Indie Watch is our regular series that looks at all of the amazing talents working the independent circuits around the world. Some are veterans revitalizing their careers, some are indie prospects hitting their peaks, while others are names to be on the watch for! This edition looks at the latest member of the Anoa’i family – the Samoan Dynasty – to make his mark in the industry, in Sefa Fatu. The youngest son of Rikishi and brother of WWE’s Usos, “The Problem” Sefa Fatu is starting to make waves on the West Coast indie circuit.
Let’s get this out of the way first. “The Problem” Sefa Fatu is wrestling royalty. He’s the son of WWE Hall of Famer Rikishi, brother of tag team greats The Usos (Jimmy and Jey), cousin of WWE Superstar Roman Reigns, “Samoan Werewolf” Jacob Fatu (Warbeast), and some guy they call The Rock. Despite his lineage, Fatu didn’t want to wrestle. He was a standout in college football as a Defensive Lineman at Dickinson State University in North Dakota. When his football career ended, Sefa made the decision to give wrestling a try. So far so good. He started with his father’s KnoxX Pro Wrestling in California a few years ago and is now starting to work his way into the West Coast indier
The young Fatu acknowledges the pressure of his family name, understands what’s expected, and doesn’t want the name to die. Fatu is here to represent the Samoan Dynasty and win Championships, lots of them. Sefa arrived on the Las Vegas scene and left beaten bodies in his wake. With wins over Future Stars of Wrestling (FSW) stalwarts like Manny Lemons, Spyder, and Big Vig, a title shot is in the near future. If Fatu’s Title Belt hand gestures after his FSW Arena win last week are any indication then he agrees.
Fatu wrestles with anger and intensity and does a great job channelling it into a focused rage although he isn’t above engaging in banter with FSW fans at ringside. He’s bigger and stronger than he looks with an ability to deliver the trademark Samoan Drop while transitioning from other power positions. His taste for violent collisions transferred from the gridiron to the squared circle. The Problem likes to pound opponents into the corner with unapologetic aggression and disdain. That was on display at the Against All Odds Rumble December 14th when Fatu entered the ring with Superkicks and splashes in the corner. It was a highlight reel night for the Samoan and he nearly got the win.
Sefa’s killer instinct is advanced for his age. Some young wrestlers struggle early in their careers to end fights, but Fatu doesn’t. He constantly applies pressure repeatedly going for covers seeking a chance to end it. If he has to stretch a rule in the process then so be it. That’s part of his ability to grind and wear down opponents to soften them up for the Samoan drop and his devastating Frog Splash.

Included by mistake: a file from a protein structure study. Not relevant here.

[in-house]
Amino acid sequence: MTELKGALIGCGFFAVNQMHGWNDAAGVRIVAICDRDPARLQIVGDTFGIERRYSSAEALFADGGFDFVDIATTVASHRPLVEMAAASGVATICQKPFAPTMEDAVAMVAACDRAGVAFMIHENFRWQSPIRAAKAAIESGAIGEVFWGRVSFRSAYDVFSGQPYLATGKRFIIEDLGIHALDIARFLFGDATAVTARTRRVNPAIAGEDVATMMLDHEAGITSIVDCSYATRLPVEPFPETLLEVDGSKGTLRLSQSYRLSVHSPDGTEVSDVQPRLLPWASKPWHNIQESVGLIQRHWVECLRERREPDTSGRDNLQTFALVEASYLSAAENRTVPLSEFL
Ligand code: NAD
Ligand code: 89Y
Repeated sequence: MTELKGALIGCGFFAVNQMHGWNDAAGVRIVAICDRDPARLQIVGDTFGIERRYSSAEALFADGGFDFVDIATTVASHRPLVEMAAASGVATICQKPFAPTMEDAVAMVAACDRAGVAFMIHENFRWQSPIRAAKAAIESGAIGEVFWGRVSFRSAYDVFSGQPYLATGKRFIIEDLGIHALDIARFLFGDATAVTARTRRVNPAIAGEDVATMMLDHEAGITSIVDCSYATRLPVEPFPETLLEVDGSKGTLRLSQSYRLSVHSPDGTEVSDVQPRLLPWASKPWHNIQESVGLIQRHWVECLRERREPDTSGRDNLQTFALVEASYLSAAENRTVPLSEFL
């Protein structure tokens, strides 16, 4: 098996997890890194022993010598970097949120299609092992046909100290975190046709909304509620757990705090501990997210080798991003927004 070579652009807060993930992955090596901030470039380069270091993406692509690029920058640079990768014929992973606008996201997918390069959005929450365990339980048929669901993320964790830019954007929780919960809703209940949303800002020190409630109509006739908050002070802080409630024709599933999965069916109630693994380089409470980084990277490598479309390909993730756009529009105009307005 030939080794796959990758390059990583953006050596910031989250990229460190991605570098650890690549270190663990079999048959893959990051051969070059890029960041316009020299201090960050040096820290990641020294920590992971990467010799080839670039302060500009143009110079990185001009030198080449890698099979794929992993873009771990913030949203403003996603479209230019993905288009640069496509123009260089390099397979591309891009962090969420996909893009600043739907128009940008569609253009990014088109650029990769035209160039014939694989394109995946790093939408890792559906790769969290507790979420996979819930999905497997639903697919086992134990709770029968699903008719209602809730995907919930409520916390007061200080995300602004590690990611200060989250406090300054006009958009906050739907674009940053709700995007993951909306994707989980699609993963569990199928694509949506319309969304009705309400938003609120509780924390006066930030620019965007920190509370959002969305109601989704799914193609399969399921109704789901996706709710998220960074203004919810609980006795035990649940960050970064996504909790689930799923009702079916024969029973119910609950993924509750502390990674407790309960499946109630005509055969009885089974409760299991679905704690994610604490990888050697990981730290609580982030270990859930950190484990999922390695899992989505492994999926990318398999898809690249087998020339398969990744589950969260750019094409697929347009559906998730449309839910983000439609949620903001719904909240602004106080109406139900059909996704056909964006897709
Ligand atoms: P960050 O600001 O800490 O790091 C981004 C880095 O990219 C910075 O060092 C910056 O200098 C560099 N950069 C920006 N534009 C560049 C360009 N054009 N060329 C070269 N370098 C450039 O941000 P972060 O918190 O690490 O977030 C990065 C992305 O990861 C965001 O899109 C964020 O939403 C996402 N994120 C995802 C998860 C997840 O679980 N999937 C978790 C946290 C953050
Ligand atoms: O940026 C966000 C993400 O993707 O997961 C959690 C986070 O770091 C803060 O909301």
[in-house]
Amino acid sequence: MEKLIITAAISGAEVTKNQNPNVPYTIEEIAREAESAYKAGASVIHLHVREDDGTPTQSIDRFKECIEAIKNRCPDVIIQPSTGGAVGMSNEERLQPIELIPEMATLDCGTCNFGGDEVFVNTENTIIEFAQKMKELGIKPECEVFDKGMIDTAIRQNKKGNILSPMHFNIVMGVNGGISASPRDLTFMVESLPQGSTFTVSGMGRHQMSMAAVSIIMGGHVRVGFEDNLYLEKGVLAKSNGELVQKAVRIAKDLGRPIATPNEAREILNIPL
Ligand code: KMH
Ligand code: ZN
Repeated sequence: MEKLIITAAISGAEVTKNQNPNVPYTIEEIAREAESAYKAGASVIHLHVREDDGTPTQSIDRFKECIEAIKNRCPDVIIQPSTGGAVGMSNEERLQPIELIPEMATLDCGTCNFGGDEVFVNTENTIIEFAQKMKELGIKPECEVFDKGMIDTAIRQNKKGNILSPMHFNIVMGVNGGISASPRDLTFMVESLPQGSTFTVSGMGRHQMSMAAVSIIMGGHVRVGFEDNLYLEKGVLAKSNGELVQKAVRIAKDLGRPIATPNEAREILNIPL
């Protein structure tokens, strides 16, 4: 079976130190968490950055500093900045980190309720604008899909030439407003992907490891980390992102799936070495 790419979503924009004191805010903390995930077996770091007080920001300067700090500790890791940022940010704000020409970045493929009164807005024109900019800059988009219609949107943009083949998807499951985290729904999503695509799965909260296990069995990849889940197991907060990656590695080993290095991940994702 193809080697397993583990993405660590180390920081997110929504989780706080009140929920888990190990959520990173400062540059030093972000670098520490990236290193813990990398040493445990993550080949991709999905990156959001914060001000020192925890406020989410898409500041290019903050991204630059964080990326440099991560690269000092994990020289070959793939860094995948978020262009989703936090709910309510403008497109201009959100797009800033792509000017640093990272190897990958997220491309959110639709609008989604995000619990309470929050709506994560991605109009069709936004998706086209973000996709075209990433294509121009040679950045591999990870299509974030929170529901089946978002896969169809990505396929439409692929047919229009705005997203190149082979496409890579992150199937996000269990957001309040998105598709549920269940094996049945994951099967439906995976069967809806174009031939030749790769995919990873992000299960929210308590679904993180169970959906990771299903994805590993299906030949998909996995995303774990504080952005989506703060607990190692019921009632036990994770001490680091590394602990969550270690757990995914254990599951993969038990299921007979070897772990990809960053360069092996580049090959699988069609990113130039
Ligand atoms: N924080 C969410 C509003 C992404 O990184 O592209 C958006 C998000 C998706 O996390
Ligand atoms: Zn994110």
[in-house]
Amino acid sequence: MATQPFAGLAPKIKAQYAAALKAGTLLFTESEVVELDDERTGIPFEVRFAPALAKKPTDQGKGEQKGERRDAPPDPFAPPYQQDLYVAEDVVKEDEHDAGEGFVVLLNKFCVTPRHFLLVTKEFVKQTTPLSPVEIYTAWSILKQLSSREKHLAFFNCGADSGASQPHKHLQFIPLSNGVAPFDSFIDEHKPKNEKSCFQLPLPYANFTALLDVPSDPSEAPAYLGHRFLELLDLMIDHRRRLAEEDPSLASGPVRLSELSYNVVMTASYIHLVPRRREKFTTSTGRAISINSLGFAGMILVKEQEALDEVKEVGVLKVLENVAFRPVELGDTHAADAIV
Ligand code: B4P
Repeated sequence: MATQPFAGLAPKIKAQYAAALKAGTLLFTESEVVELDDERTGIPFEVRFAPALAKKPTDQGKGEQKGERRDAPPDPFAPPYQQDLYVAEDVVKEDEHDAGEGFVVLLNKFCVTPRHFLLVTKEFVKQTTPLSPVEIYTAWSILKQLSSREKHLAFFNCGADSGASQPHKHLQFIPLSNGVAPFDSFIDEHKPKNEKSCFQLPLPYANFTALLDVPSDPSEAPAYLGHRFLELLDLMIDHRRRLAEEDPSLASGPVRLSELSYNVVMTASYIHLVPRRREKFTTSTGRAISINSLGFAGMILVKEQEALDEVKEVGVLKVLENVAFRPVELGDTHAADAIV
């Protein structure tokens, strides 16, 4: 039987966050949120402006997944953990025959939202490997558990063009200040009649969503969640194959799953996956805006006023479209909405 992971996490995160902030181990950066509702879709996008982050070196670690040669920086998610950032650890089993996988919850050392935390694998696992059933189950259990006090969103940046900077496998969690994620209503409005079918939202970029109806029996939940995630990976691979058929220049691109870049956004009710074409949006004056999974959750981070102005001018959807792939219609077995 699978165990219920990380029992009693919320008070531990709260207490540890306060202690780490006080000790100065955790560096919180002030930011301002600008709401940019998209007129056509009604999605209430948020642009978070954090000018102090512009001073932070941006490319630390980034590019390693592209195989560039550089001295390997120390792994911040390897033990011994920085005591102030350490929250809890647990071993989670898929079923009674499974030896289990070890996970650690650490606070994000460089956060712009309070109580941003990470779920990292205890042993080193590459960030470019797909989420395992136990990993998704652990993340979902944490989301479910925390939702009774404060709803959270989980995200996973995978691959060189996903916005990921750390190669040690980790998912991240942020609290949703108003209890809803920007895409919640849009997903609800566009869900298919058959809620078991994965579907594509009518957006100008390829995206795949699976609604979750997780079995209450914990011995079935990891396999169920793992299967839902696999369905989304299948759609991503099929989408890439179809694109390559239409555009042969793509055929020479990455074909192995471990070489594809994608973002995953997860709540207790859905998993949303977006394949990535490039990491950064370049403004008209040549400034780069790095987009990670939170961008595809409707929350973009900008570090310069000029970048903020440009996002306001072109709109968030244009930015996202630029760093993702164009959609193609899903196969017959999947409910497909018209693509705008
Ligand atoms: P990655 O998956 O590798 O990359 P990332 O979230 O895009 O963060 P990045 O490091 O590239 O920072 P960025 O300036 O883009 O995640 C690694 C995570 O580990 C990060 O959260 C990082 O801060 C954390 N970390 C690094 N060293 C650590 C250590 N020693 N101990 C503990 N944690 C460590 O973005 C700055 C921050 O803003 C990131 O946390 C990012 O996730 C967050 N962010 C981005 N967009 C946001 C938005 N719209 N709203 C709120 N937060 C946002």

This man isn’t looking for a catch as catch can struggle. Nope. Fatu’s gonna hit ya in the mouth as many times as he can. A physical, full contact fight is fine with him. After Vig hit him last weekend, Sefa looked at his opponent like, “Cool, you came to fight too.” The kid is aggressive in his attack and never hesitates to engage. Each time you watch him he adds another weapon in his arsenal. It’s easy to say it’s natural, but the youngster works. He’s not only competing in Las Vegas, but he’s wrestling in California and is booked in Salt Lake City, Utah for a card with Devotion Championship Wrestling on January 19th.
He has a tendency to let his confidence get the best of him. Sefa was in control at the Rumble, but got cocky which resulted in his being eliminated. The finalists Suede Thompson and eventual winner, new FSW Champion Chris Bey eliminated Fatu when he got caught on the ring apron thinking he’d outsmarted them. Now it’s fun to watch Sefa jawing with the FSW Arena fans, but that can’t be a distraction. If he gets caught up with his antagonists in a title match it could cost him especially if it’s against an athlete the caliber of Nevada State Champion Joe Graves.
A step up in competition is needed, and there are plenty of opponents in FSW for Fatu in 2019. Damian Drake, Shogun Jones, Pain Train, Suede Thompson, Graves, No Limits Chief Owen Travers, Hammerstone, John Morrison, and New Heavyweight King Bey is at the top.
Catch Up on Previous Indie Watch Articles!
- Indie Watch: Austin Theory (USA), December 27, 2018
- Indie Watch: Homero Simpson (Mexico), December 20, 2018
- Indie Watch: Damian Drake (USA), December 12, 2018
- Indie Watch: “Red Death” Daniel Garcia (USA), December 11, 2018
- Indie Watch: Royce Isaac$ (USA), November 29, 2018
- Indie Watch: A-Kid (Spain), November 16, 2018
- Indie Watch: Rush (Mexico), November 12, 2018
- Indie Watch: Addy Starr (Canada), October 24, 2018
- Indie Watch: Puma King (Mexico), October 14, 2018
- Indie Watch: Kevin Ku (USA), October 11, 2018
- Indie Watch: The Filip Brothers (Australia), October 10, 2018
- Indie Watch: Daga (Mexico), October 9, 2018
- Indie Watch: Salina de la Renta (Puerto Rico), October 5, 2018
- Indie Watch: Sheldon Jean (Canada), September 29, 2018
- Indie Watch: King Khash (USA/Persia), September 25, 2018
- Indie Watch: Martina ‘The Session Moth’ (Ireland), September 18, 2018
- Indie Watch: Zachary Wentz (USA), September 9, 2018
- Indie Watch: Scotty Davis (Ireland), September 4, 2018
- Indie Watch: SCHAFF (USA), August 21, 2018
- Indie Watch: Bandido (Mexico), August 15, 2018
- Indie Watch: Aiden Prince (Canada), August 7, 2018
- Indie Watch: “The Business” Slex (Australia), May 9, 2018
- Indie Watch: Robbie Eagles (Australia), May 1, 2018
- Indie Watch: Jordynne Grace (USA), April 27, 2018
- Indie Watch: D.L. Hurst (USA), April 13, 2018
- Indie Watch: The Maine State Posse (USA), January 24, 2018
- Indie Watch: The Women of PROGRESS (UK), January 20, 2018